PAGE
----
Kajiado North, West residents to benefit from Ndakaini water project

Businessman Anthony Keen, Global Worship Centre Bishop James Turere donate relief food in Kajiado West Constituency . Photo File

By Obegi Malack


Kajiado North and Kajiado West Sub-counties will be the first sub-counties in Kajiado county to benefit from Thika Dam in Ndakaini.

The Sh2 billion National Government project whose implementation is overseen by Athi Water Works Development Agency (AWWDA) is scheduled for completion in 2022. The project is funded by Germany and Kenyan government.

 The water will flow to Nairobi County through Kajiado County. A 20,000 cubic metre storage tank has already been constructed in Embakasi and the project contractor China Jiangxi International Company has begun putting up water pipes in the sub-counties.

Mbagathi water will be restored to original capacity of 2,000 cubic metre per day, a new pipeline will bring in 5,000 cubic metre per day, Kiserian dam will supply 3,000 to 9,000 cubic metre per day and 20 boreholes will be drilled in Kiserian and Ongata Rongai environs Ngong is not in the programme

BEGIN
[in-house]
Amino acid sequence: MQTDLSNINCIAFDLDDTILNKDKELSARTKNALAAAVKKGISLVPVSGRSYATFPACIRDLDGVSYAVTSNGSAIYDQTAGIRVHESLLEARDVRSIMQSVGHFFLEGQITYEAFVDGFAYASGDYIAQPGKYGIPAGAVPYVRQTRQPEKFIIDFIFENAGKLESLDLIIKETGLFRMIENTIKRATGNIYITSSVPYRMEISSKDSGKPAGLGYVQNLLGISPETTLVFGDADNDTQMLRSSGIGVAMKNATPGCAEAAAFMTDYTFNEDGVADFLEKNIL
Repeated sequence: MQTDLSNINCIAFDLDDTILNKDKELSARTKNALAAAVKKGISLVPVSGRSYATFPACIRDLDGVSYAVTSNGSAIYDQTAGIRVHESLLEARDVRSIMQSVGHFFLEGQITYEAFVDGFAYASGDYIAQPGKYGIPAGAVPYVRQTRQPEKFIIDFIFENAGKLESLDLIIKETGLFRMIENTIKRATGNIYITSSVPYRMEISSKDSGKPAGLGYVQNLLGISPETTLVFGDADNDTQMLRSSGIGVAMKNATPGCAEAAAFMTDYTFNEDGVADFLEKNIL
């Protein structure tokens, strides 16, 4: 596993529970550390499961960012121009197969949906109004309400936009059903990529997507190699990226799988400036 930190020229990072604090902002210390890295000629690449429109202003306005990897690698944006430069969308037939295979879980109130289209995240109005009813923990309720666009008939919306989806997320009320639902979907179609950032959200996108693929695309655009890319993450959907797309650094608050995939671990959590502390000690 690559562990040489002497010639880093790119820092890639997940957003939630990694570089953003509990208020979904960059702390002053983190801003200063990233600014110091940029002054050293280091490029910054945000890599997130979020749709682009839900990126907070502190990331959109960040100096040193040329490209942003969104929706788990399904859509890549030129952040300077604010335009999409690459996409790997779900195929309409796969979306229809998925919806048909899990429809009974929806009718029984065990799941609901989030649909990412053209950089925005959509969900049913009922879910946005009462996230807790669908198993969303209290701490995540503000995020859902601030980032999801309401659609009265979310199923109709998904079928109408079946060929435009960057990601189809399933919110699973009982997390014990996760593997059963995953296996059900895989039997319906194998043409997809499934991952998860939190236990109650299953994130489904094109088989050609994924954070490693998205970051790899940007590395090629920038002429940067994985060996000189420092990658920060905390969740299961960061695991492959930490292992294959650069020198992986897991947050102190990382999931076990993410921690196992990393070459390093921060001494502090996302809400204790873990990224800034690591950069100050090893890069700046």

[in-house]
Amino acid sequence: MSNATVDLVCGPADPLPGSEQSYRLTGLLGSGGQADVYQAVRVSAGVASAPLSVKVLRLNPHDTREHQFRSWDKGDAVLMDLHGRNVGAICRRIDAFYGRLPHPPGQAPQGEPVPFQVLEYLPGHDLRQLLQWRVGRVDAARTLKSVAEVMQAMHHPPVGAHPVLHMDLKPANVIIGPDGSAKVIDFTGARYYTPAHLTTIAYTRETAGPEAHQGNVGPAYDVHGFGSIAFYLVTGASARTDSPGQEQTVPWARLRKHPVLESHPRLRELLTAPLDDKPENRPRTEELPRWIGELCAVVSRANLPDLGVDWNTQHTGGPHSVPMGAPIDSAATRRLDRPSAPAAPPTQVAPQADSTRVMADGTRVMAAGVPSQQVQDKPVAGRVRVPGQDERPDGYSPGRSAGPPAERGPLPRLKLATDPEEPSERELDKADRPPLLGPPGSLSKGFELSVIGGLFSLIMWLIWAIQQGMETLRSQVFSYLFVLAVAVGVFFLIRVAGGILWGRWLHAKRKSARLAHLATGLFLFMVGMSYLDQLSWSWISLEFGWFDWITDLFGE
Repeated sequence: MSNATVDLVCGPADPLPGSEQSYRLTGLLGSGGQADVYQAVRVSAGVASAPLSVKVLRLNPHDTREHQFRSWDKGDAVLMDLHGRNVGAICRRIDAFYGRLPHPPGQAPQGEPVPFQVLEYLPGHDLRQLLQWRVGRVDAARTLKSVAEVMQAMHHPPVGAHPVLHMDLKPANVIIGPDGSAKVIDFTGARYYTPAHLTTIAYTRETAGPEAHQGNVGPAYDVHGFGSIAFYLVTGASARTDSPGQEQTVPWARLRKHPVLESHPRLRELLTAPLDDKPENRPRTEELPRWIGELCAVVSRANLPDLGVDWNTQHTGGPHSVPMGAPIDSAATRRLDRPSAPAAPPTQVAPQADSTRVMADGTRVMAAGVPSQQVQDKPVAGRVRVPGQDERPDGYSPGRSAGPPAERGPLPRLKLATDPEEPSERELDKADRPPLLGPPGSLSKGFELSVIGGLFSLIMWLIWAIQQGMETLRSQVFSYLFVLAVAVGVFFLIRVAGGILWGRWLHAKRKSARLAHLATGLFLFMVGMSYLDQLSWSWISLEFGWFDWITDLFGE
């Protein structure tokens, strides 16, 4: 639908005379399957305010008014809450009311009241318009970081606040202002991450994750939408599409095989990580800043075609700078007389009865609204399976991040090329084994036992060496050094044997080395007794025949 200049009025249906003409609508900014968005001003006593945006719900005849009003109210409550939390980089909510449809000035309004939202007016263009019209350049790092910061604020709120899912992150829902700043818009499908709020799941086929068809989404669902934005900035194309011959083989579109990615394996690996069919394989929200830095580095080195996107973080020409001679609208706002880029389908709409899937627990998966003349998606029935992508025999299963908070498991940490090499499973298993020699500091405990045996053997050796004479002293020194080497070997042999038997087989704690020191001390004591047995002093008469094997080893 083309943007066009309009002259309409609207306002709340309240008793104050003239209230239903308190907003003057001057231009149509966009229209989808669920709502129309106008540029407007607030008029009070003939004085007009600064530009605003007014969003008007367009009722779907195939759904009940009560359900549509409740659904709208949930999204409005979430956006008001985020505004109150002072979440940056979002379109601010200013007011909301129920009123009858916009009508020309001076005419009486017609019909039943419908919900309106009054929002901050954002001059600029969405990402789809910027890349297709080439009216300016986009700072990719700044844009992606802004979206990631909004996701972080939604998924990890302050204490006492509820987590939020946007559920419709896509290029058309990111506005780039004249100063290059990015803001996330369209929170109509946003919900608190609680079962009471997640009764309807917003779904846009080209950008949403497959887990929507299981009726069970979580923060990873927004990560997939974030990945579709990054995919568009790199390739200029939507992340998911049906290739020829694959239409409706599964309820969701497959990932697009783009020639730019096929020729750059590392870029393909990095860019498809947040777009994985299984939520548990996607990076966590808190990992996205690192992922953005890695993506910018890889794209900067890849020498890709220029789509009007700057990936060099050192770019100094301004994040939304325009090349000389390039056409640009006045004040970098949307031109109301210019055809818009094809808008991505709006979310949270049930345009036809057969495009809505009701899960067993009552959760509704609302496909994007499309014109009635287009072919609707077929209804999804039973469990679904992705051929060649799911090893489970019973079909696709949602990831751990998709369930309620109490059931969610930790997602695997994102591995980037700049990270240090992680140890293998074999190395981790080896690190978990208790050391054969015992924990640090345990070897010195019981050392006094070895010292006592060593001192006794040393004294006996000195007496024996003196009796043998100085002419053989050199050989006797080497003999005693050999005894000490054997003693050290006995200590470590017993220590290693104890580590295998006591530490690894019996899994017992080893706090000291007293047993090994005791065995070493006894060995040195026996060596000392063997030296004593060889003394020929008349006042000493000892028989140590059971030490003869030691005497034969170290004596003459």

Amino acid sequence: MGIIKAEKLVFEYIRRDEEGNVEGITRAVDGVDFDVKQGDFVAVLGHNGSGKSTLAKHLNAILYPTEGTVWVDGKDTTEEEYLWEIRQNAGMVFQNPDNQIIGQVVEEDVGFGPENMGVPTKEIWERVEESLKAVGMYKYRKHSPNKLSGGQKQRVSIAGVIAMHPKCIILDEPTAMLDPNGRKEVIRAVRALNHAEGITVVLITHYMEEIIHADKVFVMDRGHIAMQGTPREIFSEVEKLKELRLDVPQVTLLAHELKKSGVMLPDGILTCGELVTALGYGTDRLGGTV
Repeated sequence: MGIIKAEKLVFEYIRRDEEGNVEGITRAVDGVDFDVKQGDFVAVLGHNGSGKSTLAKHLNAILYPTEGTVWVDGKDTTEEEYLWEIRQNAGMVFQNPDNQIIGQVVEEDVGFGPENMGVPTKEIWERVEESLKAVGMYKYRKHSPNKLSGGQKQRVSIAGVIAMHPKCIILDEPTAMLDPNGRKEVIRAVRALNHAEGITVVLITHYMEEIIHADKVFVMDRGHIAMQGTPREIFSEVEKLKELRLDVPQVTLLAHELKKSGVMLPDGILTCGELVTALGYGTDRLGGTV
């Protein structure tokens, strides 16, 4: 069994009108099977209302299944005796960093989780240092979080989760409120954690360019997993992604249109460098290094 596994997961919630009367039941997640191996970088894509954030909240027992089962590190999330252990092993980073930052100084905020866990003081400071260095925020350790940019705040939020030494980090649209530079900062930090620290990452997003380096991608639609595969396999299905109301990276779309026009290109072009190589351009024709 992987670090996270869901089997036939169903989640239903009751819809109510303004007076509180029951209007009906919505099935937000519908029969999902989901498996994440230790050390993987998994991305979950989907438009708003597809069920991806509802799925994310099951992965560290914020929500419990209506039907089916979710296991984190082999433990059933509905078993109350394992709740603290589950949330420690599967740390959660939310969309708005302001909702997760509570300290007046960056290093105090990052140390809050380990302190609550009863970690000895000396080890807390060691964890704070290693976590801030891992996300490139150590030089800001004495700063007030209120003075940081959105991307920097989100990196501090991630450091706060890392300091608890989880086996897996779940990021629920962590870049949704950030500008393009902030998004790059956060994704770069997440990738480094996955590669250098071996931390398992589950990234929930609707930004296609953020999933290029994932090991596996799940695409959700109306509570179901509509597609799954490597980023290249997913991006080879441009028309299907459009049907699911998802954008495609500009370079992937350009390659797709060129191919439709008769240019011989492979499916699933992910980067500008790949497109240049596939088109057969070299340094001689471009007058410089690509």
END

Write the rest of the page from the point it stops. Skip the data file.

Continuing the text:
Oloolaiser Water and Sewerage Company (OWSC) Board chairperson, Patrick Mugo says the project will solve the water crisis in the region whose population is rapidly growing. More than 8,000 households will be connected once the project is completed.

In Kajiado North pipelines have already been installed in Gataka road and Magadi road through Karen.

The storage tanks will be built in OWSC Gataka site and in Nakeel area with capacity of 5000 cubic metres each. There will be another storage tank in Maasai Lodge that will be constructed by Nairobi Metropolitan Services (NMS).

Other  storage tanks  will be built in Narumoru Keekonyokie Ward in Kajiado West, Kiserian  and in Lemelepo (Olkeri Ward).

Drilling of boreholes will also be done in areas that OWSC does not supply water to.

The Ndakaini water will solve water challenges that have faced the region for a long time. Locals are currently forced to spend a lot of money to get water from private boreholes.

The OWSC which is delegated to supply water in the region has been operating on losses, with huge electricity bills.

In 2020 the company held a consultative meeting with stakeholders to increase water tariffs.

Company Managing Director Dickson Ntikoisa said the water tariffs had not been reviewed for five years.

Ntikoisa said the review is because of increase in cost of living. He said the proposed new tariff will see the company’s revenue grow and enable it meet cost of operations.

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